Wednesday, April 27, 2016

Book art is powerful!

Before my oldest son relocated to California, he gave me a box of his books. Some he collected as an adult, and others were from his college years. Three older paperbacks in the bottom of the box caught my eye. I remembered them from when he was in grade school, and asked him why he kept those particular books all this time.

His response?

The artwork was so cool and made such an impression on him that they became his favorite books. The books are not mainstream classics, but a collection of scary stories for kids: Scary Stories to Tell in the Dark, More Scary Stories to Tell in the Dark and Scary Stories 3 from Scholastic.  The illustrations, by Stephen Gammell, are just black and white sketches, but they are so dark, bizarre and creepy-cool that they made the books awesome.  My son kept them on his keeper shelf for nearly 15 years, and then could only part with them because he was giving them to me.

We shared a good laugh and a nostalgic smile as I put the 3 books on my keeper shelf. I told him that I also remembered the books and had often wished that I had them still to read with his little brother, who is a 4th grader. My son told me that his wife had also owned the same books as a kid, and had remarked that she had loved them too.  We all agreed:  the stories were creepy, but what made the books great was the illustrations. Then we started naming off books we read as children where the illustrations or the cover art was fantastic.

I knew then that I just had to blog about book art!!

Great art, combined with a story, can be so magical. Just watch kids during story time. Sitting on the floor in a semi-circle, they listen as the teacher or librarian reads the words. But, just watch their eyes light up when the book is turned around for them to see the pictures. I love watching their facial expressions change! The art totally immerses those young minds in the story!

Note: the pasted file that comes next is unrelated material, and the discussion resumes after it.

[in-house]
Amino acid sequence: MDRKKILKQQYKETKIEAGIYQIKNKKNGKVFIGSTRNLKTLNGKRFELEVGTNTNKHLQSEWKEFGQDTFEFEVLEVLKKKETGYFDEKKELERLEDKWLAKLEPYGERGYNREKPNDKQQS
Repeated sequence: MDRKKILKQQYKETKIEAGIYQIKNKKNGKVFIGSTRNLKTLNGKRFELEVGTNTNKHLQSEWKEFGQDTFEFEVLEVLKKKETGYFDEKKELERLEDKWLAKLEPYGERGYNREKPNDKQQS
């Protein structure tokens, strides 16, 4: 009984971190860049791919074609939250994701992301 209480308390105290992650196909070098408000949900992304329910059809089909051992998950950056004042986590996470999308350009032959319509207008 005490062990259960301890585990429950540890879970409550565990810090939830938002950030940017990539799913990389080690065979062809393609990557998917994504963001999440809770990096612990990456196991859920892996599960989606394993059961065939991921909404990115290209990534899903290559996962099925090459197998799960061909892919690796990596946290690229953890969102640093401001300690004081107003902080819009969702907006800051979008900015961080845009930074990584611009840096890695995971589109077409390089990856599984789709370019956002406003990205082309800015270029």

I'm 47 years old but I can still close my eyes and see the pictures in the books that were my favorites as a child. I remember the pictures of the Laughing Dragon who lit everything on fire because he blew flames out his nose when he laughed. I remember the picture of Toad planting a garden and then yelling at the seeds to grow because he was tired of waiting. And Gus the Friendly Ghost lecturing his mouse friend about making a mess in the house. I remember the stories because wonderful art brought the words to life. Those memories are still in my head 40 years later. And those children's books are still on my shelf.

I have to smile every time I'm at a school or the local library and see children's faces just light up when they get swept up in a story. It's beautiful and magical. Kids have such a strong imagination. If you can get their senses warmed up....they hear the story and they see the story.....they are IN the story. It's beautiful to watch. The entire world around them just stops, and they are hanging on every word. I love to see the magic of storytelling!

That's the power of art in books. It ignites the imagination and brings the story to life. It is the power to make us want to take that journey, to make children (and adults) want to dive into the world of the story. And it carries through into adult hood. We have all gone gaga over cover art that catches our eye, and basked in the new book smell and glossy, gorgeous cover art before reading a new release.  Ever bought a book just because the cover was gorgeous?? Admit it....we all have!! Art and storytelling go hand in hand, each one giving more power to the other.

So that's why 3 middle-grade scary story books are now on my keeper shelf. They were prized possessions of my oldest son....and he gave them back to me to share with his little brother.
Art gives life to the words of a story. Fantastic illustrations can make vivid memories that last for decades. It gives the words transcendence, pulling us into the tale and engaging the imagination.

Total magic.

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